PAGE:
Dear all- Structured arrays are great, but I am having problems filtering them efficiently. Reading through the mailing list, it seems like boolean arrays are the recommended approach to filtering arrays for arbitrary conditions, but my testing shows that a combination of take and where can be much faster when dealing with structured arrays: import timeit setup = "from numpy import random, where, zeros; r = random.random_integers(1e3, size=1e6); q = zeros((1e6), dtype=[('foo', 'u4'), ('bar', 'u4'), ('baz', 'u4')]); q['foo'] = r" statement1 = "s = q.take(where(q['foo'] < 500))" statement2 = "s = q[q['foo'] < 500]" t = timeit.Timer(statement1, setup) t.timeit(10) t = timeit.Timer(statement2, setup) t.timeit(10) Using the boolean array is about 4 times slower when dealing with large arrays. In my case, these operations are supposed to happen on a web server with a large number of requests, so the efficiency gain is important. However, the combination of take and where reshapes the columns of structured arrays to be 2-dimensional: q['foo'].shape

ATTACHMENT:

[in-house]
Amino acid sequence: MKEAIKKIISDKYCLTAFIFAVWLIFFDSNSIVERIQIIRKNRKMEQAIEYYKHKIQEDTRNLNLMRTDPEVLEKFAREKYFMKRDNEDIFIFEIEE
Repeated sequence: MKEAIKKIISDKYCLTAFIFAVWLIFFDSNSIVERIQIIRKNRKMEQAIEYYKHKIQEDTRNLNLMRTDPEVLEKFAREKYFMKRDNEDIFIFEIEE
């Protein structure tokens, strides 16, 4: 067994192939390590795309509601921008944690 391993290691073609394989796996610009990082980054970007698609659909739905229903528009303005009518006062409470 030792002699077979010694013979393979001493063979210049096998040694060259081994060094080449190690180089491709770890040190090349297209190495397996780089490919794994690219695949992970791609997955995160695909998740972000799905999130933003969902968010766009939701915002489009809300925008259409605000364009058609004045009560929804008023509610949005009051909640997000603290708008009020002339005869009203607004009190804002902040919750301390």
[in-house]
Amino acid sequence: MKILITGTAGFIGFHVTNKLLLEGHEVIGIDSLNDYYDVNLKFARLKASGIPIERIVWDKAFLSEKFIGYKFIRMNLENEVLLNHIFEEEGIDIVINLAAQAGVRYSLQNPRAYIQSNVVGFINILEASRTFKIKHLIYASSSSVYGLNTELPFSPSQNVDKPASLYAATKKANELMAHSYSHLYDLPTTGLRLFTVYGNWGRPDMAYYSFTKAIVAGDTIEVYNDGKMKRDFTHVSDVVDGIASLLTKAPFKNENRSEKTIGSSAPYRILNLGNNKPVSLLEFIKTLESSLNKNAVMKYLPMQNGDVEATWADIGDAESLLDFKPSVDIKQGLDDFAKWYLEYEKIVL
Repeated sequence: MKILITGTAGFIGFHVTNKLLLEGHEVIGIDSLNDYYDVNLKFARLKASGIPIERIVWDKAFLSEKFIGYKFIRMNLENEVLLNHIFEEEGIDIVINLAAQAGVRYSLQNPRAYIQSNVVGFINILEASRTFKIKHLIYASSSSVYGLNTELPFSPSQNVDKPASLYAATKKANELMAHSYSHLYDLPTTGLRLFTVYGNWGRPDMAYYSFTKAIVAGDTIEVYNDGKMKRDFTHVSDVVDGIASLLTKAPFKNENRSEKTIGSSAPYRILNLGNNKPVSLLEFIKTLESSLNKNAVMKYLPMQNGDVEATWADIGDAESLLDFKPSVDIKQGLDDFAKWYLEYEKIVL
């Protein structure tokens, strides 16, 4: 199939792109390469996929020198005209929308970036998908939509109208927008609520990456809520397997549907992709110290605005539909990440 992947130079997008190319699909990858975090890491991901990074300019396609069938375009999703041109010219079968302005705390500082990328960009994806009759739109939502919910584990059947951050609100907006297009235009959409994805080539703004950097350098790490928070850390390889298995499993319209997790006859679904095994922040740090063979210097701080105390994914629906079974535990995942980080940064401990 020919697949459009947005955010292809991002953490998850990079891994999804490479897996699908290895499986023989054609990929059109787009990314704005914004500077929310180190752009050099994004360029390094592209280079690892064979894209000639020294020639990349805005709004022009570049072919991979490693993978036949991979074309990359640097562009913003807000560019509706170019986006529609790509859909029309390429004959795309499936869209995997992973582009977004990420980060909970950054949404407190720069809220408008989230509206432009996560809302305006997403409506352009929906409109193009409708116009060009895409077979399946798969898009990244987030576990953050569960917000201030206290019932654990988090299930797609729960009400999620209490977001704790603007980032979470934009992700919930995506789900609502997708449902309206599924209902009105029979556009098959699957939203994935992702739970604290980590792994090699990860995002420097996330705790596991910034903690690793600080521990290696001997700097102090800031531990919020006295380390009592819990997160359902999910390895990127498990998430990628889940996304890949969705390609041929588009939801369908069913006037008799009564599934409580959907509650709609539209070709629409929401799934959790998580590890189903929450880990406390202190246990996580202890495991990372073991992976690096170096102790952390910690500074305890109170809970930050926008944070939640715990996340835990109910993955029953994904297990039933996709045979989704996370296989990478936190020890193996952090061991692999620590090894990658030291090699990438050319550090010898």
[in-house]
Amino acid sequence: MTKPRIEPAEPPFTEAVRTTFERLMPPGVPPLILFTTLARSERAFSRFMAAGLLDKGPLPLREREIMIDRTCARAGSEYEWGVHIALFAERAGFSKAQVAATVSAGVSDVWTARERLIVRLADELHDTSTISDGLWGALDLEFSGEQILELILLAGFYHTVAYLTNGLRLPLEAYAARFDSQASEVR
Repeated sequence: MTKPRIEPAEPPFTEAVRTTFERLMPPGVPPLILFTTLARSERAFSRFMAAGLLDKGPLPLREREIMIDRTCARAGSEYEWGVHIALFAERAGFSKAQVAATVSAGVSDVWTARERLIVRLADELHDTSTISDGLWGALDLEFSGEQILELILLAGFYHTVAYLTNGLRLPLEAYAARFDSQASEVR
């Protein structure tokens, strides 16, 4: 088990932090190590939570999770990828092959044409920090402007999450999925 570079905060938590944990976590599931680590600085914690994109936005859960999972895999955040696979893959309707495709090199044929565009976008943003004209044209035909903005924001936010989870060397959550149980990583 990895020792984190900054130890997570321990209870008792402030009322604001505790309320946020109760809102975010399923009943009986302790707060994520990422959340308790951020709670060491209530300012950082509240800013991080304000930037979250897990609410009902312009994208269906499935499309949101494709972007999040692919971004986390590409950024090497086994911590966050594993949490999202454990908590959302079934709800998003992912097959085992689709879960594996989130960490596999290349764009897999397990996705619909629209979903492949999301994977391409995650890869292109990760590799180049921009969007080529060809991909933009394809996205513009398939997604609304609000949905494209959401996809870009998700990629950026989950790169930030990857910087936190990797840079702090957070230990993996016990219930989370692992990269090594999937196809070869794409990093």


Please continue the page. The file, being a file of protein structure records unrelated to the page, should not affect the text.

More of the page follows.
(1000000,) s = q[q['foo'] < 500] s['foo'].shape (499102,) s = q.take(where(q['foo'] < 500)) s['foo'].shape (1, 499102)

Is there a way to use this seemingly more efficient approach (take & where) and not have to manually reshape the columns? This seems ungainly for larger structured arrays. Or should I file this as a bug? Perhaps there are even more efficient approaches that I haven't thought of, but are obvious to others? Thanks in advance, Yours, -Chris -- ############################ Chris Mutel Ökologisches Systemdesign - Ecological Systems Design Institut f.Umweltingenieurwissenschaften - Institute for Environmental Engineering ETH Zürich - HIF C 42 - Schafmattstr. 6 8093 Zürich Telefon: +41 44 633 71 45 - Fax: +41 44 633 10 61 ############################